I have seen lots of people with out of warranty German cars spend $5-10K/year to keep them on the road and not whine about it. That is also out of the range of the average consumer. In the early days replacing the battery in a Prius cost 2 to 3 times as much as it does now. As Pure EVs proliferate and recycling like that done by Redwood Materials becomes more available replacement battery prices will come down, but you’re correct that there is not a big enough data set - time will tell.
 
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Dolemite

is my name
Sep 19, 2019
1,361
1,657
Seattle, WA
$15-20k battery swap in 8yrs?!?!?!
Last I heard, it was $15K to swap the Model 3 battery from my former SC... I'm hoping that price comes down by the time it's relevant, and that I could bring it down further by taking apart & reassembling the entire interior myself & saving some on labor.

But yes, this is the part that worries me... My E46 was 17 years old when I sold it, even though I had to spend a lot of time under it every year to keep it from leaking like a sieve. When I sold it, it was still perfect... mostly. I hope the Model 3 can deliver similar results & the gas savings won't be canceled out in the end. If we're lucky it'll end up being similar to all modern cars that can easily last WAY past their OEM warranty with some basic maintenance.
 
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electricar

Member
Jul 31, 2018
261
285
NotCal
Speaking of leaking like a sieve - where I live all the fluids that ICE cars leak goes straight into the water table. Since at some point I surrendered to “ topping off “ instead of repairing my Teutonic wonders, I alone have added a special tang to the drinking water.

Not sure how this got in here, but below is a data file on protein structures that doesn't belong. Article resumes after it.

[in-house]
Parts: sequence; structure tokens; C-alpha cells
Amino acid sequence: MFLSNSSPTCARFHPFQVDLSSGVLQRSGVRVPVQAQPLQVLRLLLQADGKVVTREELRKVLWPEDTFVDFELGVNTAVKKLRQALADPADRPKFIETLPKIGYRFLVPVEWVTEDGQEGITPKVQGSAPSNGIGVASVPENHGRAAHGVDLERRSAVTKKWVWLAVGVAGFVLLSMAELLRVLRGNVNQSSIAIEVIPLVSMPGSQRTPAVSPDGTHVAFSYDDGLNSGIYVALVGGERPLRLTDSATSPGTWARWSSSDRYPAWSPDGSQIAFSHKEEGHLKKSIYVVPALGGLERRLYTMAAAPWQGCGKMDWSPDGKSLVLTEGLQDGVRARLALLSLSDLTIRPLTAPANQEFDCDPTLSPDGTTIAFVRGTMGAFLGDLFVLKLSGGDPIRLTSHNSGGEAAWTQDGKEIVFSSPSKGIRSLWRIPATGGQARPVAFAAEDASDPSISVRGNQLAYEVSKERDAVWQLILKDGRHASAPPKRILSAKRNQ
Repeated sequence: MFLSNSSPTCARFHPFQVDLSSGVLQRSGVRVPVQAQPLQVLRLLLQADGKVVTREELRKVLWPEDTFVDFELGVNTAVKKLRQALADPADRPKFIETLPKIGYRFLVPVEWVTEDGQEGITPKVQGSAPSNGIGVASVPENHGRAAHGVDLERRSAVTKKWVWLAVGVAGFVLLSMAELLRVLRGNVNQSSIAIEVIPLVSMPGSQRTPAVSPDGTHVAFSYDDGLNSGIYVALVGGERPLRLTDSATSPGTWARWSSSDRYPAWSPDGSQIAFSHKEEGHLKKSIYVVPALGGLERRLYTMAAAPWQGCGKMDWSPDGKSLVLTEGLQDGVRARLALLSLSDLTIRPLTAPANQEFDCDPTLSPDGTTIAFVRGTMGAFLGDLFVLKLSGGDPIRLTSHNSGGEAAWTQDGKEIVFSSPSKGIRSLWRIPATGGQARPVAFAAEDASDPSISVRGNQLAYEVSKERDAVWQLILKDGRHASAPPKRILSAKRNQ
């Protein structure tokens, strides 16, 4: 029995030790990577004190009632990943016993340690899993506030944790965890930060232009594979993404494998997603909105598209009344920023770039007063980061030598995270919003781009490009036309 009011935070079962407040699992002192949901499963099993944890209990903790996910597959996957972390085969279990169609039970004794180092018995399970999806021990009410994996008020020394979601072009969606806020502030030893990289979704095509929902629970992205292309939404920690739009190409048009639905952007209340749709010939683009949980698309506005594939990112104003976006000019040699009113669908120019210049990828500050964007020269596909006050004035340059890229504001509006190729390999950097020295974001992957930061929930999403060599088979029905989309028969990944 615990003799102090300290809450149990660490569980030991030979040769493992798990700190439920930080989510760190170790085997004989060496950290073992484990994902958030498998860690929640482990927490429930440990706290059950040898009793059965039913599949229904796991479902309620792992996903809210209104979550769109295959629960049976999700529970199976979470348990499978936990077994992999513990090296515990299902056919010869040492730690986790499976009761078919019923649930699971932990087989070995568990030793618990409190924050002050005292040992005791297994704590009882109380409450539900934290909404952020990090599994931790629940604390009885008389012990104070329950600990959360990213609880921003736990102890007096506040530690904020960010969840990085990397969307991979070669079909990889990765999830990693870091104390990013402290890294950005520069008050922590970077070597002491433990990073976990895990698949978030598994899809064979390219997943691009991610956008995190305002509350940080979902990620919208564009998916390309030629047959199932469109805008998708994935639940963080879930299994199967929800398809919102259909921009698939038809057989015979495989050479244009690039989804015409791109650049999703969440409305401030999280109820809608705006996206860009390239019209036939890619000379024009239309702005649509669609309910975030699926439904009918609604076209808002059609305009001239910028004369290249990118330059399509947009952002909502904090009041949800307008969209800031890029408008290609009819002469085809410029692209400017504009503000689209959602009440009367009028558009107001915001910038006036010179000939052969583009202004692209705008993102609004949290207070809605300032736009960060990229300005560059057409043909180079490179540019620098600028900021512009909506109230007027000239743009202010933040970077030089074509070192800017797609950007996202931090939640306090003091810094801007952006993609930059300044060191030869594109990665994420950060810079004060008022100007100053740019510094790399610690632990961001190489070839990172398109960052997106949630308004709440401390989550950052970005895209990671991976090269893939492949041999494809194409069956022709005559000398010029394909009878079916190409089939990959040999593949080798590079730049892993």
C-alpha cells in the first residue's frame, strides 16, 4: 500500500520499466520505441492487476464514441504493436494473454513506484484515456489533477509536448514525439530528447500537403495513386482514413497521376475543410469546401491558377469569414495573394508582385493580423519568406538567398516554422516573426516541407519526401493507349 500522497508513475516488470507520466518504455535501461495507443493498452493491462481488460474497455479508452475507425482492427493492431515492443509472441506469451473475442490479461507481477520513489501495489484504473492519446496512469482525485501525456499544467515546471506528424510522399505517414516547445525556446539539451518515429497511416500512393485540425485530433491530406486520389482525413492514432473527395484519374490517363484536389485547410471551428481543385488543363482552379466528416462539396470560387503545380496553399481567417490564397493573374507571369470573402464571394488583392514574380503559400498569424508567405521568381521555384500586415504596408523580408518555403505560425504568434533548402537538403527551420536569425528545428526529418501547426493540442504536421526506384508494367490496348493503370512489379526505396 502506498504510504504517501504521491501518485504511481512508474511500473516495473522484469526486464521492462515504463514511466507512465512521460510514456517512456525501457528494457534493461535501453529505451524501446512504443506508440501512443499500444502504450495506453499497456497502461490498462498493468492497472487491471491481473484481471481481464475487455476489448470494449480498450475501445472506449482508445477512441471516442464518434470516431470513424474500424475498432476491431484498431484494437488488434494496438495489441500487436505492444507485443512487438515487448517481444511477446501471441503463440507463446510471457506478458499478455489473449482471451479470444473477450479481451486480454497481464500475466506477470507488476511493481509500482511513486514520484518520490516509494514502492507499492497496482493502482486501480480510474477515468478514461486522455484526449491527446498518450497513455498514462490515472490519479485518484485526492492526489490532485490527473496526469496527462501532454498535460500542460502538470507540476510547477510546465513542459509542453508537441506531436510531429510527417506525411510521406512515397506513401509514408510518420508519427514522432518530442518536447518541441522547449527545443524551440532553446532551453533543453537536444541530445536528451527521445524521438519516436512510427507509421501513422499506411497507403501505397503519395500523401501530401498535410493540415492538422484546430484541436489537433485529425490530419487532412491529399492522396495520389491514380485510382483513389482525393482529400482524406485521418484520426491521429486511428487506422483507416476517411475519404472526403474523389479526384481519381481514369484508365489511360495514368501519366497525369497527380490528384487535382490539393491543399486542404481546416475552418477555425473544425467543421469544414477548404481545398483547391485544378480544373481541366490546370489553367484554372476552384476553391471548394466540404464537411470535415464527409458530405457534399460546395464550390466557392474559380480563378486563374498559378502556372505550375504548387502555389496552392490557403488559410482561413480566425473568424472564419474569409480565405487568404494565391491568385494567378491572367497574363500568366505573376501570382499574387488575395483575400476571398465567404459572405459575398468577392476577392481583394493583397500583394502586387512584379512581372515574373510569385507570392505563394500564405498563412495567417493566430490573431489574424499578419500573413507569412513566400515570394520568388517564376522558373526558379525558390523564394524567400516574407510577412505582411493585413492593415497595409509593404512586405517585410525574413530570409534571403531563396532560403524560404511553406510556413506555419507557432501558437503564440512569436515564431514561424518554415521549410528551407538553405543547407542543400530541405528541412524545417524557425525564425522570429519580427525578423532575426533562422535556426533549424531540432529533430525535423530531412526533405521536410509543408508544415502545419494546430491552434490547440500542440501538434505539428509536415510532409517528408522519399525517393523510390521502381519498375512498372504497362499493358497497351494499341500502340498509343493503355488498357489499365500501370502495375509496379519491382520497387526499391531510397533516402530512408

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raptor5244

Active Member
May 10, 2019
1,194
878
Florida
Last I heard, it was $15K to swap the Model 3 battery from my former SC... I'm hoping that price comes down by the time it's relevant, and that I could bring it down further by taking apart & reassembling the entire interior myself & saving some on labor.

But yes, this is the part that worries me... My E46 was 17 years old when I sold it, even though I had to spend a lot of time under it every year to keep it from leaking like a sieve. When I sold it, it was still perfect... mostly. I hope the Model 3 can deliver similar results & the gas savings won't be canceled out in the end. If we're lucky it'll end up being similar to all modern cars that can easily last WAY past their OEM warranty with some basic maintenance.
Are we sure this cost is accurate? That is like 50% of the cost of my SR+...
 

Dolemite

is my name
Sep 19, 2019
1,361
1,657
Seattle, WA
Are we sure this cost is accurate? That is like 50% of the cost of my SR+...
Well I went in one day and had one SC guy tell me it was $15K. I went in another day several months later and was talking to the girl at the counter, and yet another SC guy overheard me talking about it and he also said $15K, and that he’d priced one out the day before. So pretty sure…

Do I have an unusually friendly SC or something? I can go in there any time I want and talk to techs etc. Half the stuff I know I’ve learned from them.